Investors would be better protected from greenwashing if funds tracking Paris-Aligned Benchmark (PAB) and Climate Transition Benchmark (CTB) strategies were labelled Article 9 under Europe’s ESG regulation, a group advising the European Securities and Market Association (ESMA) has said.
According to the Securities Market and Stakeholder Group (SMSG), investors would benefit if funds classified as Article 9 under the Sustainable Finance Disclosure Regulation (SFDR) “were the sole carriers of a green classification” due to the current lack of minimal ESG requirements for Article 8 funds.
The group, which guides ESMA on its policy work, gave the advice after the European Supervisory Authority (ESA) launched a probe on greenwashing practices last November.
“Retail investors would be better protected from greenwashing if Article 9 funds were sole carriers of a green classification, such as strategies similar to CTB and PAB,” it said.
“Especially if accompanied by measurable engagement actions or impact-oriented objectives towards a green transition. Social and ethical funds and other ESG-intensive funds should also be able to be part of Article 9 classification.”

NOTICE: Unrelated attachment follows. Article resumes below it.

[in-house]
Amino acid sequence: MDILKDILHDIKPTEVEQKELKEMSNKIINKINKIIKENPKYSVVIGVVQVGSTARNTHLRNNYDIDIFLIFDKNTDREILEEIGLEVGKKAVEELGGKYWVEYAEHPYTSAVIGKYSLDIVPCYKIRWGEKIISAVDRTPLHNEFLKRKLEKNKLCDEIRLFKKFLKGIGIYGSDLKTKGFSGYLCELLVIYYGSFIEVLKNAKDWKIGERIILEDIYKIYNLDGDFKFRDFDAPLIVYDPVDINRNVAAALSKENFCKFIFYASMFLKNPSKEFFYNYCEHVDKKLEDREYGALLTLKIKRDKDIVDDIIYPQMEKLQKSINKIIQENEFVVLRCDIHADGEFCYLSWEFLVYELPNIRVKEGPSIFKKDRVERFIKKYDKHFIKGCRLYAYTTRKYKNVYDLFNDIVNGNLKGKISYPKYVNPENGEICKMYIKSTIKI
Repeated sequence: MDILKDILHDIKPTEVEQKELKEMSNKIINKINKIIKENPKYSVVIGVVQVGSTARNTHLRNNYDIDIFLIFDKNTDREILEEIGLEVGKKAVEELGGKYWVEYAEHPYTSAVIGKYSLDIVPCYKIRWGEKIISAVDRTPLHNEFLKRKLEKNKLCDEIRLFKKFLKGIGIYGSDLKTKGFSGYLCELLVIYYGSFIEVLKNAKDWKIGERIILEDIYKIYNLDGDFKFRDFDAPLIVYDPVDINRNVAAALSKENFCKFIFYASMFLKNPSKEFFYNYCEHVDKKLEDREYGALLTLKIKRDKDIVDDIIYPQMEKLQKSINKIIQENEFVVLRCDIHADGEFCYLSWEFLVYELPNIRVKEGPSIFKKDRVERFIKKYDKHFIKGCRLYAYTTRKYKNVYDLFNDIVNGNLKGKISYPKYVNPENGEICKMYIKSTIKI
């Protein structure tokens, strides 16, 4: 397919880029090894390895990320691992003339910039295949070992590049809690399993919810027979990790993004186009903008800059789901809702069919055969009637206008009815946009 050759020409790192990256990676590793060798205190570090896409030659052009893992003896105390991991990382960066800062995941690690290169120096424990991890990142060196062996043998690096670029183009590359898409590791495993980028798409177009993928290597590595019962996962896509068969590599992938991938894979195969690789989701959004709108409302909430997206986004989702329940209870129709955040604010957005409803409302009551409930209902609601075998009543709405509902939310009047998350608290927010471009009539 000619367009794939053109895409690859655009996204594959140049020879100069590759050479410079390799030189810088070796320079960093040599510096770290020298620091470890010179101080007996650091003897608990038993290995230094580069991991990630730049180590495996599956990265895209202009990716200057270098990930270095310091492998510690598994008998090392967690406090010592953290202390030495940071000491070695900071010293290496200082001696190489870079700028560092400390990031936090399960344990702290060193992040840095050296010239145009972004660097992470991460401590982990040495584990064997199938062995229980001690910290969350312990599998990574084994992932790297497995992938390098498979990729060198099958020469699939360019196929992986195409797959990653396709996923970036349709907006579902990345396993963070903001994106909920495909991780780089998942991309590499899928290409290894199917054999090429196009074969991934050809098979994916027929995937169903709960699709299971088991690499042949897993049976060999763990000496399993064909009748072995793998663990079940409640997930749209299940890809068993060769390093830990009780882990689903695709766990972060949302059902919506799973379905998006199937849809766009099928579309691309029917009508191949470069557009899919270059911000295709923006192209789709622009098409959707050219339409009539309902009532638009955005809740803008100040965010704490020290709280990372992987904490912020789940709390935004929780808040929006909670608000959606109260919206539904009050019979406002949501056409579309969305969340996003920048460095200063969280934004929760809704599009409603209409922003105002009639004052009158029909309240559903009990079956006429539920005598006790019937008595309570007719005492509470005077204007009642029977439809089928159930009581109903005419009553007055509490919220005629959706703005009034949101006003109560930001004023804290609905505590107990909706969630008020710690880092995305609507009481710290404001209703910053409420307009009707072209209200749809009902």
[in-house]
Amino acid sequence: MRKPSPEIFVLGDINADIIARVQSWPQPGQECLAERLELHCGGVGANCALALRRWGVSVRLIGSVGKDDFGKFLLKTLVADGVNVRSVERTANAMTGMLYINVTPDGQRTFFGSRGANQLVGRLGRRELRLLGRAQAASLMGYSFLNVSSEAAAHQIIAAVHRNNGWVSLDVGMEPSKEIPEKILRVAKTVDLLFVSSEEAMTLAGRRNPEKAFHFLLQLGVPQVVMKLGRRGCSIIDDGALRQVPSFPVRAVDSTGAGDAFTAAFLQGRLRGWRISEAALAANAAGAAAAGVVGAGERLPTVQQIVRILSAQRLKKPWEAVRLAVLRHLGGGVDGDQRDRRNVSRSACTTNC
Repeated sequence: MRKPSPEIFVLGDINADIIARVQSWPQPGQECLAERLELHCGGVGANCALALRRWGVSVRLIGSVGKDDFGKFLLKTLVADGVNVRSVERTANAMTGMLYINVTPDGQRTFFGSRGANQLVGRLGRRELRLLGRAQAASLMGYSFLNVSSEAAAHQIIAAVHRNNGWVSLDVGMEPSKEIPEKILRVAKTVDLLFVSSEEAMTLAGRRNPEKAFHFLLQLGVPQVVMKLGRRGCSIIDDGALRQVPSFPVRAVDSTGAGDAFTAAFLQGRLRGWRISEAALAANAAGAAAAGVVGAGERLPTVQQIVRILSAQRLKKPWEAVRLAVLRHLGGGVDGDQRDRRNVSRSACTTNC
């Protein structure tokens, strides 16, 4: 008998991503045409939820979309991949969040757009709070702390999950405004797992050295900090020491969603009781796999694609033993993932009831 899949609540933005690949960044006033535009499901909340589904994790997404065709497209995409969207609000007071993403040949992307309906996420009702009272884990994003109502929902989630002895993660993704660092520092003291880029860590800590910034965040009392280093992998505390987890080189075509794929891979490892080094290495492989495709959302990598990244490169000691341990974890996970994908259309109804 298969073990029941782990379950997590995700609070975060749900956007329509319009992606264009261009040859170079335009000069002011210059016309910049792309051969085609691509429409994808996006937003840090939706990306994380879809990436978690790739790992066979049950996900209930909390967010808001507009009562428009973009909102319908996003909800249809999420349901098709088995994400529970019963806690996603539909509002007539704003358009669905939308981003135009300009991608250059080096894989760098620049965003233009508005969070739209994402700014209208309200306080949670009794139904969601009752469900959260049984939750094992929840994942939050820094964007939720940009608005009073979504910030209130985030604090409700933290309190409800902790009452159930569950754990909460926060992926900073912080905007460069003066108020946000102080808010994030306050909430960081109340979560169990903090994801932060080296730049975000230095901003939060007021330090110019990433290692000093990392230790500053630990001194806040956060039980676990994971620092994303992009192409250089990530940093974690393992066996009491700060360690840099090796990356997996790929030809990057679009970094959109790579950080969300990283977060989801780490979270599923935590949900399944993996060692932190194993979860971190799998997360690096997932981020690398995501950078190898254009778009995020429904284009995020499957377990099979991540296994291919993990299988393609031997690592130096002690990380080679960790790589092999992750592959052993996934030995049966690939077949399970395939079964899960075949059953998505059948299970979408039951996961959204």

SMSG said Article 9 funds should focus on thematic, green or project bond funds, engagement funds and impact investing, all of which should be clearly defined.
Furthermore, it said Article 9 funds using an “engagement approach” should be allowed to invest in oil companies “to accelerate the green transition” if its engagement process is clearly detailed.
It noted the recent spree of asset managers downgrading their ‘dark green’ Article 9 ETFs to ‘light green’ Article 8 due to the “lack of clarity” of the regulatory framework.
Roughly 70% of ETFs classified as Article 9 under SFDR were downgraded to Article 8 ahead of the ‘level 2’ update on 1 January, according to Bloomberg Intelligence.
“Article 9 investments seem to have toughened from being a ‘niche’ category to almost a ‘no’ or ‘null’ category,” SMSG said. “The SMSG stresses the importance of establishing a framework with intelligible rules and guidelines from the start, in the absence of which it is difficult to come up with useable products.”
As a result, the group said ESMA should consider relaxing the 100% sustainable investment needed to qualify for Article 9, largely thought to be unattainable by the industry.
“For example, the Greenfin label in France requires 75% (not 100%) sustainable investments. If the threshold for ‘dark green’ funds, is set for example at 80%, it should still leave room for funds to hold some cash and adapt to different market situations,” SMSG said.
The group added it is important for ESMA to clarify ESG-related terminology such as “green”, “ESG” and “sustainable”, “impact investing” and “sustainable investing” to reduce greenwashing.
It comes as the ESA call for evidence on greenwashing closed on 16 January.